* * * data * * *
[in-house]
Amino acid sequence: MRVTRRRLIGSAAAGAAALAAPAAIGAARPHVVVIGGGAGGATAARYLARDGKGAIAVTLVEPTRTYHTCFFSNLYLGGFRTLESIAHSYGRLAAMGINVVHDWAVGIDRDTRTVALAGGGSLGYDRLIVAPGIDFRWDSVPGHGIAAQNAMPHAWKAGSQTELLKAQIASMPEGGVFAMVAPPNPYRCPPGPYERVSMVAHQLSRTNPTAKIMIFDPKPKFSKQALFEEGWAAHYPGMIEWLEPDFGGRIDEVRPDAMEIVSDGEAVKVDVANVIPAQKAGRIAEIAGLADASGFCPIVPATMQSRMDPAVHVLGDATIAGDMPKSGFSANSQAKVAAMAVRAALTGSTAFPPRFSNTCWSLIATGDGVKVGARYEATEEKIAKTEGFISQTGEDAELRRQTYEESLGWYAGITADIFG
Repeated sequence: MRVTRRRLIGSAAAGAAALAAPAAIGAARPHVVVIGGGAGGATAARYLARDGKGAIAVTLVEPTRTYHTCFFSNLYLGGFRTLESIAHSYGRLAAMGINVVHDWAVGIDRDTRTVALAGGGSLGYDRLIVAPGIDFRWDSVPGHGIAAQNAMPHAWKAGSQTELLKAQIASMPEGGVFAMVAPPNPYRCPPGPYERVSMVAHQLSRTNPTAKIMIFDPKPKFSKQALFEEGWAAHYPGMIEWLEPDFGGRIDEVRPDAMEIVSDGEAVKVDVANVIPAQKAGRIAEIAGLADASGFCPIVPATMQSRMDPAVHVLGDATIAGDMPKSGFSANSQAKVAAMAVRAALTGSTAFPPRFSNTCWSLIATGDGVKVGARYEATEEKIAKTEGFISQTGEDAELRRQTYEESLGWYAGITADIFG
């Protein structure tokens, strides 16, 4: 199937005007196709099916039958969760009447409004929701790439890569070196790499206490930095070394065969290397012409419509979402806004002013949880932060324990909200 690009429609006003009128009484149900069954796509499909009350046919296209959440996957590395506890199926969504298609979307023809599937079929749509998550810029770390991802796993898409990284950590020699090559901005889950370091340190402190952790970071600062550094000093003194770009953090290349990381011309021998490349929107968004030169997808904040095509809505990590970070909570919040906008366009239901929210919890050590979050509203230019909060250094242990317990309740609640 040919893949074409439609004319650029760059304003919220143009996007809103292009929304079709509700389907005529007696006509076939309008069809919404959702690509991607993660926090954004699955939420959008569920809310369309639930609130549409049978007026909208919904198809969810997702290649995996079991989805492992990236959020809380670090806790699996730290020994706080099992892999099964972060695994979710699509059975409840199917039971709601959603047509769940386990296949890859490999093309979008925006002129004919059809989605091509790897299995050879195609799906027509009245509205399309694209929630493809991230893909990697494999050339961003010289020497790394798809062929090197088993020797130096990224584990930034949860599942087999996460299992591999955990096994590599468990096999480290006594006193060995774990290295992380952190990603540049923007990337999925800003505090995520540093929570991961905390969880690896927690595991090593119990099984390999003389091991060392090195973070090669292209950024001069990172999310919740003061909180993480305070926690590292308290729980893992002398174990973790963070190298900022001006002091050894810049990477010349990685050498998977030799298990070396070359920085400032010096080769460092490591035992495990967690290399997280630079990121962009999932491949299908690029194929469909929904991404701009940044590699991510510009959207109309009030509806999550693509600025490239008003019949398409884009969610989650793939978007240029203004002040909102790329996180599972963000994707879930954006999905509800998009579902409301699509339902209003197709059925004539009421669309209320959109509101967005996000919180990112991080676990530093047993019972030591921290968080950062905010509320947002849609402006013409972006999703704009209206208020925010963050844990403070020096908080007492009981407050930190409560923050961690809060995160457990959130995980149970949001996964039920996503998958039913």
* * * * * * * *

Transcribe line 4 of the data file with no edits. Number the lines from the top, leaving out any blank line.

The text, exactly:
């Protein structure tokens, strides 16, 4: 199937005007196709099916039958969760009447409004929701790439890569070196790499206490930095070394065969290397012409419509979402806004002013949880932060324990909200 690009429609006003009128009484149900069954796509499909009350046919296209959440996957590395506890199926969504298609979307023809599937079929749509998550810029770390991802796993898409990284950590020699090559901005889950370091340190402190952790970071600062550094000093003194770009953090290349990381011309021998490349929107968004030169997808904040095509809505990590970070909570919040906008366009239901929210919890050590979050509203230019909060250094242990317990309740609640 040919893949074409439609004319650029760059304003919220143009996007809103292009929304079709509700389907005529007696006509076939309008069809919404959702690509991607993660926090954004699955939420959008569920809310369309639930609130549409049978007026909208919904198809969810997702290649995996079991989805492992990236959020809380670090806790699996730290020994706080099992892999099964972060695994979710699509059975409840199917039971709601959603047509769940386990296949890859490999093309979008925006002129004919059809989605091509790897299995050879195609799906027509009245509205399309694209929630493809991230893909990697494999050339961003010289020497790394798809062929090197088993020797130096990224584990930034949860599942087999996460299992591999955990096994590599468990096999480290006594006193060995774990290295992380952190990603540049923007990337999925800003505090995520540093929570991961905390969880690896927690595991090593119990099984390999003389091991060392090195973070090669292209950024001069990172999310919740003061909180993480305070926690590292308290729980893992002398174990973790963070190298900022001006002091050894810049990477010349990685050498998977030799298990070396070359920085400032010096080769460092490591035992495990967690290399997280630079990121962009999932491949299908690029194929469909929904991404701009940044590699991510510009959207109309009030509806999550693509600025490239008003019949398409884009969610989650793939978007240029203004002040909102790329996180599972963000994707879930954006999905509800998009579902409301699509339902209003197709059925004539009421669309209320959109509101967005996000919180990112991080676990530093047993019972030591921290968080950062905010509320947002849609402006013409972006999703704009209206208020925010963050844990403070020096908080007492009981407050930190409560923050961690809060995160457990959130995980149970949001996964039920996503998958039913």